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Chrome Bugs Beware: Google Triples Rewards

By November 24, 2014March 6th, 2023Blog, Technology News

In a world where everything that connects to the Internet is subject to attack, Google has approached the problem with something everyone can relate to – cash. Currently the cash rewards offered for people who discover security flaws within its Chrome browser are between $500 and $15,000. The amount you receive depends on a number of factors, including the severity of the security breach and the total possible number of users any security flaw can affect.

Bug Bounty
The bounty on bugs has paid out more than a million and a quarter dollars to discoverers to date. The enormous success of the program has resulted in an increasingly smaller number of security issues reported with the browser – a total of 700 to date. With this many flaws already known and addressed, the remaining bugs will be harder to find, so Google raised its maximum bounty price to $30,000.

The Dark Side
As always, there is a dark side to the science of discovering security flaws: other people who discover issues can take those ideas to the black market and sell them to interested parties for far more money than Google is offering. The company addresses this issue in its FAQ, appealing to potential illicit discoverers that there is more to be gained by taking the lesser of two monetary options, such as matters of conscience and personal notoriety.

This last item draws attention back to the increased reward offerings. It is agreed that Google saves millions by paying individuals to ferret out security issues rather than having to deal with the negative publicity, and the time and cost to fix the bugs. But admitting that there are people out there who would want to profit by far more than the amounts Google is offering up leads one to believe that there are known security issues that have no easy fix. That has the potential to significantly dilute the reputation of the browser’s security despite paying out the aforementioned $1.25 million.

Chrome Is The Giant
The importance of this bug rewards program and the appeal to the less-than-noble among us is significant. According to, Chrome has about 60 percent of the browser market, with Firefox a distant second at 24.9 percent. If the goal of Google Chrome is monopolization of the browser market, its plan is well underway. If Chrome being the most secure browser on the market is the basis for its success, then any security breach in its browser would have people abandoning it in droves.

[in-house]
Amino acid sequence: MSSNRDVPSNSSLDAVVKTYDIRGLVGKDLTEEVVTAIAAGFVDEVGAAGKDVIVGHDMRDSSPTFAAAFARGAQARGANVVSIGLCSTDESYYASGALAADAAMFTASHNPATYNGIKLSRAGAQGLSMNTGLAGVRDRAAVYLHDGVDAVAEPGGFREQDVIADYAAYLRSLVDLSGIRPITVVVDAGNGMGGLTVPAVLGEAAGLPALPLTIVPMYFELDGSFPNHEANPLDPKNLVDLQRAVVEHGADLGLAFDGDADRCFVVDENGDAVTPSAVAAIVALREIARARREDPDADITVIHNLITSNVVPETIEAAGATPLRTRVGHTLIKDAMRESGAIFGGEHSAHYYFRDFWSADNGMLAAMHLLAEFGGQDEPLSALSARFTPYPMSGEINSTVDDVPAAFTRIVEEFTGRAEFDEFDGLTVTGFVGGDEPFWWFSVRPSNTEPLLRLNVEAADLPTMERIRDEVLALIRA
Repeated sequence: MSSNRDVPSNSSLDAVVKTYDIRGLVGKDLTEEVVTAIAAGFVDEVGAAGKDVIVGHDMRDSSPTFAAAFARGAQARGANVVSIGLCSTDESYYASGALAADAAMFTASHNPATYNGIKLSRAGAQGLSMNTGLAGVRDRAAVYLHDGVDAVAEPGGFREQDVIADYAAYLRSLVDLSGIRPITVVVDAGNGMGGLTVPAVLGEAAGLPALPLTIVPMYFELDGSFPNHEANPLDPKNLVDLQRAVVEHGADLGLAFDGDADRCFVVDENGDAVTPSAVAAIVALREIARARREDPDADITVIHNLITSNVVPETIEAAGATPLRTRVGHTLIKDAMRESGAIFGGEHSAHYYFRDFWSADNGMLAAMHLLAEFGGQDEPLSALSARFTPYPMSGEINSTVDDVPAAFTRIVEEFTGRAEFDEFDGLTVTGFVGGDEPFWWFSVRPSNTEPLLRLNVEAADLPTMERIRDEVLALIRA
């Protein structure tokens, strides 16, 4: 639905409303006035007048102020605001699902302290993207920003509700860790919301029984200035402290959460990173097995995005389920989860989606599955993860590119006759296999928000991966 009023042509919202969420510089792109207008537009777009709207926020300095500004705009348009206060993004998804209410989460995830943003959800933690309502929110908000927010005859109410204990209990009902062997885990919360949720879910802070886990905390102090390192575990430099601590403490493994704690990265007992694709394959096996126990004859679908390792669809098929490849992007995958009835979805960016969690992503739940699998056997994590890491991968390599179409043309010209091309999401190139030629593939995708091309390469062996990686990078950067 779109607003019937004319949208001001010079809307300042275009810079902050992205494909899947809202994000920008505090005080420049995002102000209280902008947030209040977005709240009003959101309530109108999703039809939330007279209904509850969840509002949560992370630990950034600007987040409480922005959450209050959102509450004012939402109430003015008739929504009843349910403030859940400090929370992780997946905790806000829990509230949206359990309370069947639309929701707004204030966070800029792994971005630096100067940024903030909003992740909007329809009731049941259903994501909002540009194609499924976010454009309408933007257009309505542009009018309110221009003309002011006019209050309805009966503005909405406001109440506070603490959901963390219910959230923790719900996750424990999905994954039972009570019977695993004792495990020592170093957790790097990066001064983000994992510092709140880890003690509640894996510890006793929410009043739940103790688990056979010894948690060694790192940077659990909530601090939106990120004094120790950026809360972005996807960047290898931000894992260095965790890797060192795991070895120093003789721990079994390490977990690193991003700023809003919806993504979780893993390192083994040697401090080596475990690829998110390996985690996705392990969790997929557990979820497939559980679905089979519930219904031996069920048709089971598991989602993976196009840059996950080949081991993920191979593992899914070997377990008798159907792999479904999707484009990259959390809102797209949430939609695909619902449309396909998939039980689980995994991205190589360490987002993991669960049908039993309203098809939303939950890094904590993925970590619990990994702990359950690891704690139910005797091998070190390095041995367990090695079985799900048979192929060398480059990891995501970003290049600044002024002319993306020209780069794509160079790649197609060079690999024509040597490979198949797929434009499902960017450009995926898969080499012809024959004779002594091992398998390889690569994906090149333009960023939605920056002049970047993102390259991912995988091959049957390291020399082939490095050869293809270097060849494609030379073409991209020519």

Come And Have A Go If You Think Your Hard Enough
Google has taken the rewards program one step further by upping the amount of the reward if the research company can “provide an exploit to demonstrate a specific attack path against our users.” The reward is increased because the ante is upped due to Chrome’s dominating position in the market. No longer is discovering a security bug sufficient. The bigger money lies in how someone would use the specific bug to directly attack the users. The greater the impact, the bigger the hit Google takes financially and with Chrome’s reputation. Being number one is not all profit and glory.

Closing on a positive note, Google’s approach is beneficial to many parties from the user to the research company pocketing the cash. Presuming there will be upgrades and improvements to Chrome as the years pass, having a knowledgeable and experienced team of bug chasers makes the security of future Chrome versions more secure and stable. The strategy builds on the foundation with the goal of creating a single, safe, and reliable browser for all computers users.

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Jason Manteiga

Jason J. Manteiga, Vice President of Olmec Systems, has been part of the company for over the past 20 years. He believes that having a great work environment and supportive team, is the ultimate key to success. Since being in the IT realm for over 25 years, Jason, along with Olmec Systems, has been on the Inc. 5000 “List of America’s Fastest Growing Private Companies” and Channel Futures MSP 501 “Top Managed Service Providers in North America,” along with other awards and nominations. Jason earned his Bachelor Degree in Information Systems from the New Jersey Institute of Technology. He also holds certifications in Microsoft MCSE, VMWare VCP, and Cisco CCNA. In his spare time, Jason is a contributor for The Center for Social & Legal Research (Privacy Exchange) and a member of the Morris County Chamber of Commerce. His hobbies include cycling and kayaking. He currently lives in New Jersey with his wife, two daughters and son.